Here, we report the isolation and characterization of panels of HIV-1 mAbs over time from two subjects with chronic infection who developed serologic evidence of neutralizing breadth. Previous serological studies on these subjects reported the development of neutralization breadth against autologous viruses isolated over the course of multiple years after infection and against a representative panel of HIV-1 field strains [11,38,39]. Both subjects exhibited evidence for moderately broad serum neutralizing antibody responses against autologous viruses that focused on distinct major antigenic sites on Env. The serum neutralizing activity from one subject (designated subject VC10014) was mapped to an antigenic site that overlaps the CD4 receptor-binding site, while the serum neutralizing activity from the second subject (designated subject VC20013) was mapped to the MPER region of gp41 [38]. It was not clear from those studies whether the breadth of neutralization activity in the serum stemmed from individual clones with unusual breadth or from an ensemble of antibodies with limited breadth that comprised a polyclonal response with broad composite activity.

In this study, we isolated panels of mAbs from these two subjects and characterized the binding and neutralization phenotypes for autologous and heterologous viruses. A subset of mAbs from each of the subjects exhibited potent neutralization against autologous isolates, and some heterologous Tier 1 clade B HIV-1 isolates, but overall, showed very limited breadth against heterologous isolates. This group of mAbs from both subjects mapped predominantly to the CD4bs and V3 loop region of the HIV-1 Env. Most of the mAbs isolated recognized only specific isolates, or subsets of isolates. Interestingly, we did not identify any one clone that exhibited the full breadth of autologous or heterologous neutralizing activity seen in late time-point serum samples. However, combinations of mAbs recognized diverse subsets of autologous viruses and achieved increased breadth compared to individual mAbs. The findings from these studies suggest that increases in autologous neutralization breadth can be achieved by accumulating diverse antibody clones that mediate breadth by a cooperative polyclonal process.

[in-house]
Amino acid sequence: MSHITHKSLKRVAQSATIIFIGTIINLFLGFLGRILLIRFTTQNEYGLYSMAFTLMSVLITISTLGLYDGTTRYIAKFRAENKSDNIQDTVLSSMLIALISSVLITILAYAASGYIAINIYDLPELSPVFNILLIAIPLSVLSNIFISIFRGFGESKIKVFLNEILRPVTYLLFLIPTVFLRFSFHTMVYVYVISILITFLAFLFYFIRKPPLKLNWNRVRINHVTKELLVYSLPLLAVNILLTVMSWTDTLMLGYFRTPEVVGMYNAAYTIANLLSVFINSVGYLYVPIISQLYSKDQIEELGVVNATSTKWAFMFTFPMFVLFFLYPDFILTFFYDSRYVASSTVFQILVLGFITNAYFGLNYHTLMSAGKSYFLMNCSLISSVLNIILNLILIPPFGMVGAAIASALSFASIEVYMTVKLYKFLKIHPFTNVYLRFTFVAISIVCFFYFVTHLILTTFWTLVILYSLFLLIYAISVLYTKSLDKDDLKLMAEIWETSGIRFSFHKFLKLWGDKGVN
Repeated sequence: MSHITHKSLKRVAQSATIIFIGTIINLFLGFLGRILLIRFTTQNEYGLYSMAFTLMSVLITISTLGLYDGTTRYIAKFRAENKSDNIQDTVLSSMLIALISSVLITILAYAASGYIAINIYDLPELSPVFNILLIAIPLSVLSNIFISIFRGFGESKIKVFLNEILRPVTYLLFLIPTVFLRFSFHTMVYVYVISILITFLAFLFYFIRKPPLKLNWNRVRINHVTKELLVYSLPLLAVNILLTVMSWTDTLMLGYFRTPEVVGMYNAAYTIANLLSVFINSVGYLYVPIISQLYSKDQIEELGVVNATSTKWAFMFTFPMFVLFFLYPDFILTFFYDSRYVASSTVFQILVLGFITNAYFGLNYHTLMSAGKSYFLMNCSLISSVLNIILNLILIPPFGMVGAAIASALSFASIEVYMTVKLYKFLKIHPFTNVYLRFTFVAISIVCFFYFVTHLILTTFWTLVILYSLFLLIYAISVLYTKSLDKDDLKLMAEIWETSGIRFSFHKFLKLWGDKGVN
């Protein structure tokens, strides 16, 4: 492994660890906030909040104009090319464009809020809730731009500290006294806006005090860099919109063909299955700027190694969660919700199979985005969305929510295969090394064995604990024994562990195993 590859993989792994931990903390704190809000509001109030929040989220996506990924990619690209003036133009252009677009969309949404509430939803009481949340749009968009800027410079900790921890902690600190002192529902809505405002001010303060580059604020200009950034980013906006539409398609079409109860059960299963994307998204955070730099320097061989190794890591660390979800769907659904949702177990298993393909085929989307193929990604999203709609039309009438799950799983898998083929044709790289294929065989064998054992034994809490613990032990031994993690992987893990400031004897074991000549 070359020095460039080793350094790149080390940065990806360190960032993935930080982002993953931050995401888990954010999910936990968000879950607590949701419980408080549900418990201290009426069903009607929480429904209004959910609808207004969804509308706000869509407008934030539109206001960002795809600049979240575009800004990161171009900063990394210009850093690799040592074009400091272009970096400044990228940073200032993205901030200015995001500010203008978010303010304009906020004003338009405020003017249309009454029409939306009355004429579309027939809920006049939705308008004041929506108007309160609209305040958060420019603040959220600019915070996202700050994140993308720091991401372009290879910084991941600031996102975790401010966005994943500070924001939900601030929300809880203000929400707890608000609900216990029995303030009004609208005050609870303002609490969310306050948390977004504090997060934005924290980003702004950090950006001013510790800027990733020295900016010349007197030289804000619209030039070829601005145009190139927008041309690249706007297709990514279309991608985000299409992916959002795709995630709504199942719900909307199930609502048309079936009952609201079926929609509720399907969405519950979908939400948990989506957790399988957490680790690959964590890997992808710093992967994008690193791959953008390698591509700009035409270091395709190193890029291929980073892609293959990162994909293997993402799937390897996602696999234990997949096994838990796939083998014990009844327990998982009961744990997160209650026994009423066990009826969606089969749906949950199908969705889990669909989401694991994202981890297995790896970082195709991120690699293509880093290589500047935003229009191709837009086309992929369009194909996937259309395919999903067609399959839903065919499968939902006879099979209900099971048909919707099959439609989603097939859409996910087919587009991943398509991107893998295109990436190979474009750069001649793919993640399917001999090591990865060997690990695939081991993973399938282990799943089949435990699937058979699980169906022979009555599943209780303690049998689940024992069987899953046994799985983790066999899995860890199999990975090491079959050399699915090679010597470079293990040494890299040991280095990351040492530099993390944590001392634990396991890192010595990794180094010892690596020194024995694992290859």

Materials and methods

Ethics statement

The study was approved by the Institutional Review Board at the Vanderbilt University School of Medicine (Vanderbilt University Medical Center, Nashville, TN, USA), and the study participants provided written informed consent prior to participating in this study.

Human subjects and peripheral blood cell isolation

The subjects enrolled in the Vanderbilt/CFAR cohort (indicated by the prefix VC) were described previously [11,38]. Subjects VC10014 and VC20013 described in this study were volunteers with known times of seroconversion, who were not on antiretroviral therapy (ART) and with times since infection of less than 1 year, who developed moderate bNAbs in less than three years of infection. Twelve blood samples from subject VC10014, and nine blood samples from subject VC20013 were collected at different time points following infection and analyzed. Peripheral blood mononuclear cells (PBMCs) were isolated by density gradient separation on Ficoll. The cells were cryopreserved and stored on liquid nitrogen until study.

EBV-transformation of B cells